by Adam Dubé, Head of School
Over the past several years, there has been quite a bit written about the demise of higher education and the benefits of attending college. There are, not surprisingly, compelling arguments written from both sides of this divide. While some argue that college is little more than a mechanism for “signaling”, others point out that the lessons learned in college go well beyond the taught curriculum. A third argument is that the advent of online learning and the marshaling of technology resources on behalf of the learner will simply render obsolete college as we know it. Certainly, we can see this battle being played out in our own community with the reduction of state funding for our land grant university.
An increasingly globalized world, powerful new technologies, and the rapidly changing needs of employers and the skillsets their employees must possess lead to the conclusion that college is not immune to the changes that affect so many other aspects of our world. If this is true, then does college prep still matter?
I would argue that it does, increasingly so. As schools prepare students for what is an uncertain future career, the foundation upon which future skills are built becomes increasingly important. A liberal arts curriculum with an emphasis on science, math, languages, and social studies, and an equally robust emphasis on social/emotional learning is critical in preparing for college as it is today, but also as it could be (or not) in the future. If college changes, or goes away altogether, then the preparation students receive at CIS only increases in importance, rather than decreases.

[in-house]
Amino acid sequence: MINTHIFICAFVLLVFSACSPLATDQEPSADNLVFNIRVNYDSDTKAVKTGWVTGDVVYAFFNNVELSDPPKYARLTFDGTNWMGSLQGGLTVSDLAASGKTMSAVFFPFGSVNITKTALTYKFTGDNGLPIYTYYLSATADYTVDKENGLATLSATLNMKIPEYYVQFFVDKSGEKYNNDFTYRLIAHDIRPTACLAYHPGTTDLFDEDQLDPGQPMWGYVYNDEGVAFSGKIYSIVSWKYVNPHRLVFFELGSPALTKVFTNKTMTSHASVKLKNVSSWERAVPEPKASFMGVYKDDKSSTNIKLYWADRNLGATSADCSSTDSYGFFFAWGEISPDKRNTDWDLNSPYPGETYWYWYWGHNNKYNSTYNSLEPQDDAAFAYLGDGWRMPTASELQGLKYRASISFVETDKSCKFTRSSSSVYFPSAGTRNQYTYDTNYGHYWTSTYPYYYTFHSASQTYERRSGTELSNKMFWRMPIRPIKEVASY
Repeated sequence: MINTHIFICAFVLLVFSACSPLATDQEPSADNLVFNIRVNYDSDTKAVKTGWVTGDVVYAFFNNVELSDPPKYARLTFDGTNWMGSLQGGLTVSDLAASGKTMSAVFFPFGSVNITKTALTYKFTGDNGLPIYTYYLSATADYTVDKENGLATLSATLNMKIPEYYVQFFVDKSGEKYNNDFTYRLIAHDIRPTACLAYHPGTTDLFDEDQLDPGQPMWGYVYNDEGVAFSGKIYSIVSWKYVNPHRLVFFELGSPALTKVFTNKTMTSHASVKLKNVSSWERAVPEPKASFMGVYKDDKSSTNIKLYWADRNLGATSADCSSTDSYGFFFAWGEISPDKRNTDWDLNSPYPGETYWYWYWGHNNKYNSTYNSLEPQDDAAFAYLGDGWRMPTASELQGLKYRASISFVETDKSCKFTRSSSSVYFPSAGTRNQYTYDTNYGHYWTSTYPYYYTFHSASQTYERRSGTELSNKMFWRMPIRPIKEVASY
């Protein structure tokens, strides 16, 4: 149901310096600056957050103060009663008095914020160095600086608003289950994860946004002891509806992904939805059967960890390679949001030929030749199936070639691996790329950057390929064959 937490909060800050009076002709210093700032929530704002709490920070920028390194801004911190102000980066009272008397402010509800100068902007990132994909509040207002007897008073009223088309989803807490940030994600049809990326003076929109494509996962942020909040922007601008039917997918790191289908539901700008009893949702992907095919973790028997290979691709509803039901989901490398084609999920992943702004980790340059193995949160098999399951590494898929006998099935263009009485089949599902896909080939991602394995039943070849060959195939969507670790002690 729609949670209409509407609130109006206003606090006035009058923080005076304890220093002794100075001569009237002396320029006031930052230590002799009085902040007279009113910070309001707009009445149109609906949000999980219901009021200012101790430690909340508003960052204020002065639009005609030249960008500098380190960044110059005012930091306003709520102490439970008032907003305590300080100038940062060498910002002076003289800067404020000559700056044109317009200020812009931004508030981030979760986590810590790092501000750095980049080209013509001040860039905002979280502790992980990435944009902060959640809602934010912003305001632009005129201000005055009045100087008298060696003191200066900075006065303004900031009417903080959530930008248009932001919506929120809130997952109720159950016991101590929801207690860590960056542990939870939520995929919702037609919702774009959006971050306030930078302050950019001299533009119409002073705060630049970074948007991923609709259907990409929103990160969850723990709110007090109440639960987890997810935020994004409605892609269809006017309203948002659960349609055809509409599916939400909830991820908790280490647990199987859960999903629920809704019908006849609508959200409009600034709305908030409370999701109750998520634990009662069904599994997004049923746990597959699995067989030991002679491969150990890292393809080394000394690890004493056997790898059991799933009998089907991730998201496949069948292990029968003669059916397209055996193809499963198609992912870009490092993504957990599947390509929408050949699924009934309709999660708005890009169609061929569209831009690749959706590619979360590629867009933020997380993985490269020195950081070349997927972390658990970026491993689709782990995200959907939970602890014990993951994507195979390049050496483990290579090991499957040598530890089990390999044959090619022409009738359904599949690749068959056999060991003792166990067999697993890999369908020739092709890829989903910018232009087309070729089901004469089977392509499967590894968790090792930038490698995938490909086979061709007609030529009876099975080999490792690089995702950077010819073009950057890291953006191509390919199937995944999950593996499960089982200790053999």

In my next post, I will explore this topic further and the ways in which CIS is specifically preparing students for this multifarious world they will inherit.